Alex Wolf (@na2ure) sees patterns in patterns in patterns that lead to increased cognition. Wolf is a RISD artist/designer/inventor who created the "patternABC," along with other visual systems for understanding spatial relations and how nature grows. These systems are intended as learning tools from preschool (supported by UNICEF) to Ph.D. and AI. With her team, she engages in research and develops systems for visual literacy and, particularly, spatial play tied to how vision has evolved, how the brain learns and how it is connected to natural forms, patterns and growth. Wolf co-chairs the Natural Systems Working Group at INCOSE, is an external collaborator at NASA, and wrote a chapter in the first textbook on biomimicry, to be published by Elsevier in 2022. She is also a creator of Pattern Alphabet cards that are available here. I asked Wolf to to discuss how the novel "patternABC" project is expanding spatial literacy on various sensory and cognitive levels.
How and why did your patternABC (pABC) originate?
When I created my first iconic system in 2010, the Periodic Table of Biology (Bio•Icons, for plants and animals), which abbreviates the characteristics of plants and animals like chemical elements in the vein of Linnaean Taxonomy—I realized something was missing. I needed to include more about pattern and growth in painting the full picture of the biological world, and since symmetry is both bilateral and radial in both plants and animals, it brought me to read into natural patterning to find more overlap.
I found the most comprehensive account of natural patterning in Patterns in Nature by Peter S. Stevens and was immediately inspired by his elegant depictions of natural design. Stevens’ book (Fig. 2) gave me a framework for core growth patterns, and I began to group them into my pABC in rows, somewhere between a periodic table and a keyboard, with growth, geometry, symmetry and building blocks/modifiers.
There is a long history of pictorial sign/symbol languages and syllabaries. Where does this fit into, say, sign language or ISOTYPE systems?
I was fascinated with ISOTOPE Systems growing up and at RISD, though they are compound objects. Those images can be broken down further into component patterns, and you can make a formula for an object from core patterns. This was the premise of my Bio•Icons (Fig. 3)—make an animal with a formula, like salt is NaCl. My systems prove far more informative than lots of Linneaen hierarchical naming steps, and are accessible at the younger ages coinciding with initial fascination with nature.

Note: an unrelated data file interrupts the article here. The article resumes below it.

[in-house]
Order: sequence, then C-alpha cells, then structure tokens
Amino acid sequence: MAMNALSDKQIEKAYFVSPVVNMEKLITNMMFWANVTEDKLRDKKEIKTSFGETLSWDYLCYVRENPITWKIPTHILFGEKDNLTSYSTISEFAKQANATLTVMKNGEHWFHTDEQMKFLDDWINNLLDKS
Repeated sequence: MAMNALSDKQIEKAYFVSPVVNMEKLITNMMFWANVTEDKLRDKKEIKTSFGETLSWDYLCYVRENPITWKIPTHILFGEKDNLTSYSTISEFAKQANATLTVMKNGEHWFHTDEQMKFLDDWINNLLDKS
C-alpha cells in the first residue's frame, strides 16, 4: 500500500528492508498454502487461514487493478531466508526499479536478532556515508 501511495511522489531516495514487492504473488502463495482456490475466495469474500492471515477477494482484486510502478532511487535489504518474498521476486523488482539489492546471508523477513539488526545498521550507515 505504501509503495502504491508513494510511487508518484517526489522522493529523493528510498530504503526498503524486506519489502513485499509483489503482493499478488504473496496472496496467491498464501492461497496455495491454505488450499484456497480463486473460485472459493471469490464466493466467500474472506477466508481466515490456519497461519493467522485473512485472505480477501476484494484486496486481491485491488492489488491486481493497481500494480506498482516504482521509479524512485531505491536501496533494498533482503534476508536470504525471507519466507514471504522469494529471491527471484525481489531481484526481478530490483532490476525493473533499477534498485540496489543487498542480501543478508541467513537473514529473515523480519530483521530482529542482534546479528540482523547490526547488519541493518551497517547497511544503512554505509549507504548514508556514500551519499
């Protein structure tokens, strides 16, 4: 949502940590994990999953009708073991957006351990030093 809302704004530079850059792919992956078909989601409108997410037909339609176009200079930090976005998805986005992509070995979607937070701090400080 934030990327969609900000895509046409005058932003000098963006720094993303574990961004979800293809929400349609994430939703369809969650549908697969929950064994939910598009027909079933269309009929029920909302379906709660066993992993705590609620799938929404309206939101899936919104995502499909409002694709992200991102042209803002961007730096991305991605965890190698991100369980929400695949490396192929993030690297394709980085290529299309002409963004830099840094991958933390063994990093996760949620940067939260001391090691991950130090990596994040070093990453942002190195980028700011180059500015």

If you think of the patterns in the pABC, like spiral, it is a model—a stylized depiction of something that can manifest in various ways depending on certain variables. There are many types of spirals—fibonacci, Archimedean, Fermats, Euler and logarithmic, the forms of which are based in mathematic formulas. You use the model to represent an idea you can then tinker with in your mind, on paper and in space, much like scientists and designers like da Vinci use modeling.
In terms of gesture, we hope to create a sign language of each pattern. We already use spatial verbal language—“it spiraled out of control,” “I’m branching out,” “we meandered home”—and we gesture as well along with that. Gesture is a core feature of spatial learning, and people who gesture, or are gestured to learn better. It’s also our connection to drawing and marking, which then makes the leap into image. It’s a continuum which captures graphic, calligraphic and choreographic explicit mark-making implicit in gesture.
The pABC is cross-referencing all the above (Fig. 4).
Is it about teaching conventional reading, or is there another goal through shape recognition?
Our cognitive abilities are equally divided into verbal, math and spatial (Wai, Lubinski and Benbow, 2009), and yet schools ignore spatial. As the National Academy of Sciences put it in 2006, spatial is implied everywhere in the K-12 curriculum, and yet taught nowhere. Spatial is a logic to itself that also scaffolds language and mathematics, so it is more universal in that it relates to all math and every language.
I believe, and want to research, what happens when we teach children to draw first, then write, because drawing is concrete and numbers and letters are symbolic systems, and so it makes sense to get the shapes and ideas behind shapes down first, and then work on the symbols. That is a field of study in COGSCI itself, the learning of symbolic systems. We have a top-notch research team for which I am so grateful, because I have read 100+ papers, and that’s a fraction of their knowledge base.
There is a lot of cognitive science I don't understand. Help me out by explaining the goals of the project?
Animals and humans share spatial abilities; you can watch your cat look at a height and calculate jumping onto it. Humans added language and math to communicate the spatial experience, in my view. Language acquisition is tied implicitly to spatial learning in infants and toddlers. I made a motion alphabet to describe this process because it is how we learn to form patterns and identify them as they reoccur around us repeatedly. So in that sense, the wordless first year of a child’s life (Fig. 6) is about learning physics, space and time and gravity and motion, and they learn their own bodily sense of this, as well as navigating their environment. That’s much more interesting than them learning to say ball or DaDa. We feed the utter junk food equivalent of toys to our kids, talk down to and patronize children in general; it’s truly embarrassing.